so how strong would wood glue be to atach teh mdf
and how much does it runn for about. i on ly got 50 bucks so just wondering if i need to save a crap loada money
If you glue the material properly (clamp as well as fasten with a brad or screw) the joint will be stronger than the material itself. This is true of wood and most wood derivative products. If a panel has been glued properly it will split at a weak spot in the material vs. at the seam.
Wood glue is fairly inexpensive. Less than $10 for the bottle you'll need. A little goes a long way, and applying to both surfaces and smoothing the bead of glue with your finger or a piece of cardboard will create a better bond. 100% coverage isn't a must, but you'll get a stronger connection if you have a thin film on both surfaces. Don't put so much on that you'll get a glue line seeping out when you put it together, and keep a damp rag handy to wipe excess Ė a scraper (piece of metal with a burnished edge) can clean the line after the glue has dried.
Regarding the nail gun, Kevin is right. I used a compressor driven brad nailer. However, MDF is a material they will gladly cut down for you. Itís mostly the crazy treated woods that resist insects and plastics that release all kinds of badness they donít like to cut down.
I'm not really sure how to say this without sounding like a wet blanket, so I'm just going to put it out there. Safety really needs to be considered when you're working with tools like these - especially the table saw. Smaller table saws with smaller motors aren't necessarily safer. The engine can bind more easily on material a larger saw would blow through and create a kick-back or other unfortunate reaction. The guide fence is less accurate and easy to find out of alignment, also causing the saw to bind when sheet material is forced through the machine. The miter guide that comes with most saws is unsatisfactory for consistent cross cuts. I made my own cross cut sled to fit the table saw at the shop I used so I could work more accurately, faster and safer. A really good blade like the Freud I recommended above will help with that somewhat. The high speed steel that comes with lower end saws dull quickly and that can really compromise safety. Home Depot, Lowes and some wood working stores in your area should be able to provide some training, basic safety about where to stand, how to cut and where to keep your hands to avoid loosing fingers. These machines do more damage than an exacto slip.Here's some basic safety tips for working with table saws....And here's the alternative.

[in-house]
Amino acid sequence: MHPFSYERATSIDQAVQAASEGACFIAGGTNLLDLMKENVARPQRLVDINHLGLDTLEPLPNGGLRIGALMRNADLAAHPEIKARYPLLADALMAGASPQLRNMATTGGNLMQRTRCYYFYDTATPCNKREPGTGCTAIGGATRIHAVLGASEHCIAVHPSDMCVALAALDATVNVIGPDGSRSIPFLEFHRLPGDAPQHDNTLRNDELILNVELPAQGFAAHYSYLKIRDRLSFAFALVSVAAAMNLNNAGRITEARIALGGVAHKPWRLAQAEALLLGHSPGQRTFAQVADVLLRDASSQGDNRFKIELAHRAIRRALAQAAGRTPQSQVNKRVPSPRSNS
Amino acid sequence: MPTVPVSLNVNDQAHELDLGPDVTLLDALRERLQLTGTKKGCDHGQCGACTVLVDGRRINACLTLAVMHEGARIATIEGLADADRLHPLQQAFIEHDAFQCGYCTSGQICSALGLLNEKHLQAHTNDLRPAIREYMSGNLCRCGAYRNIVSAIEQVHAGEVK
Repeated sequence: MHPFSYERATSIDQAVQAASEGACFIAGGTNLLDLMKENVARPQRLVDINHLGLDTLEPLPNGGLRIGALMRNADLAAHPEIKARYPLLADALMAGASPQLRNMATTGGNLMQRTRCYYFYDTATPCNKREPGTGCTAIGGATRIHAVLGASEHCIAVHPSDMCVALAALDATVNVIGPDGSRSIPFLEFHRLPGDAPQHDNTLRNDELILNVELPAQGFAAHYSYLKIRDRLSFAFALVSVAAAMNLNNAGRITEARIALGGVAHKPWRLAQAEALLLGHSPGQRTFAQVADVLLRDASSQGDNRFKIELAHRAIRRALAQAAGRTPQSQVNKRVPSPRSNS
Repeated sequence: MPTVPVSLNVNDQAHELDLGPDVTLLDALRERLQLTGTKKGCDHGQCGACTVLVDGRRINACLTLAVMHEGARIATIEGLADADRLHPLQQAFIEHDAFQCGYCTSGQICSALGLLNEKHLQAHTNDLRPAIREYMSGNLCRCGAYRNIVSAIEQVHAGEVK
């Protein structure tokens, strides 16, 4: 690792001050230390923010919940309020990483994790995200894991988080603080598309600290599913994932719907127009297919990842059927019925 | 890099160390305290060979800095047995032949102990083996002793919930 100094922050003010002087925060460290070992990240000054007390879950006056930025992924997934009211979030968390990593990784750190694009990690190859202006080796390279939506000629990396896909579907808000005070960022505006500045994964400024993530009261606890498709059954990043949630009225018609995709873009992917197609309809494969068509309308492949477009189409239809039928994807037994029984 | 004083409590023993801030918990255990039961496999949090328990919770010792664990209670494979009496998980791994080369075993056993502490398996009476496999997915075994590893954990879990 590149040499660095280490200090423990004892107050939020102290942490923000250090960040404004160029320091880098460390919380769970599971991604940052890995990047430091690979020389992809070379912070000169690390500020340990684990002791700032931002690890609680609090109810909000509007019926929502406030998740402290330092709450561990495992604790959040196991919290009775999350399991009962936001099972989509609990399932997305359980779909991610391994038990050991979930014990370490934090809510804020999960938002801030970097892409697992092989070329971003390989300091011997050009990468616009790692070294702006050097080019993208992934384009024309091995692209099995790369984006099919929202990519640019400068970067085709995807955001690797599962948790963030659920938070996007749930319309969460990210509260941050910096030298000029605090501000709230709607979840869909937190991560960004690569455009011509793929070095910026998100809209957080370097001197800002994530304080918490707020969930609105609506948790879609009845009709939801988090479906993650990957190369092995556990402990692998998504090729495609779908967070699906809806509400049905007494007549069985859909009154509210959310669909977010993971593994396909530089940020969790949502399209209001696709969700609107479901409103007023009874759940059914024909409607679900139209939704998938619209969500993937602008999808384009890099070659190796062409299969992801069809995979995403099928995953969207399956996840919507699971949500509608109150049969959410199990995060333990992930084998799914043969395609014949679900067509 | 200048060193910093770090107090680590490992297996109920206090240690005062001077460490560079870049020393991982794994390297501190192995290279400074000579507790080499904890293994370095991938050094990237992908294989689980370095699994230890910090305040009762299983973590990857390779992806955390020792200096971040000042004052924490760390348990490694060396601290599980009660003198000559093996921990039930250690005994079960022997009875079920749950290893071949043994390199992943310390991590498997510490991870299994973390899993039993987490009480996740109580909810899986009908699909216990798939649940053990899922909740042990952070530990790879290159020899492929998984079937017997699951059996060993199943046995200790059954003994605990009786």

When I was building my project, I thought a lot about how fortunate I was to have access to the tools I did and to have experience with them. I had a grandfather that let me pound nails as a kid, a lot of theatrical set building in high school and early college, and experience working in a furniture wood shop at the Rhode Island School of Design. It's a skill I easily take for granted and don't often put to use in my job or life, so it was a fun diversion to pick it up again. Mostly, I thought about how I wanted my three children to have the knowledge to do the same someday, and how would they get there? I thought a lot about how I had come to where I was with pulling off my project.
That said, I really encourage you to jump into this. It's a different set of tools that I believe you'll have an aptitude toward if you've been working with foam core and other customizing. I believe you'll get better results in quality and longevity out of these materials, just be safe and smart about it.
As for the Geonosis spires, it would be interesting to investigate a dripped wax technique over a rough armature form. Then a cast could be made of the result and you could crank out a number of objects to slightly modify so they would be more unique from each other.
Best of luck.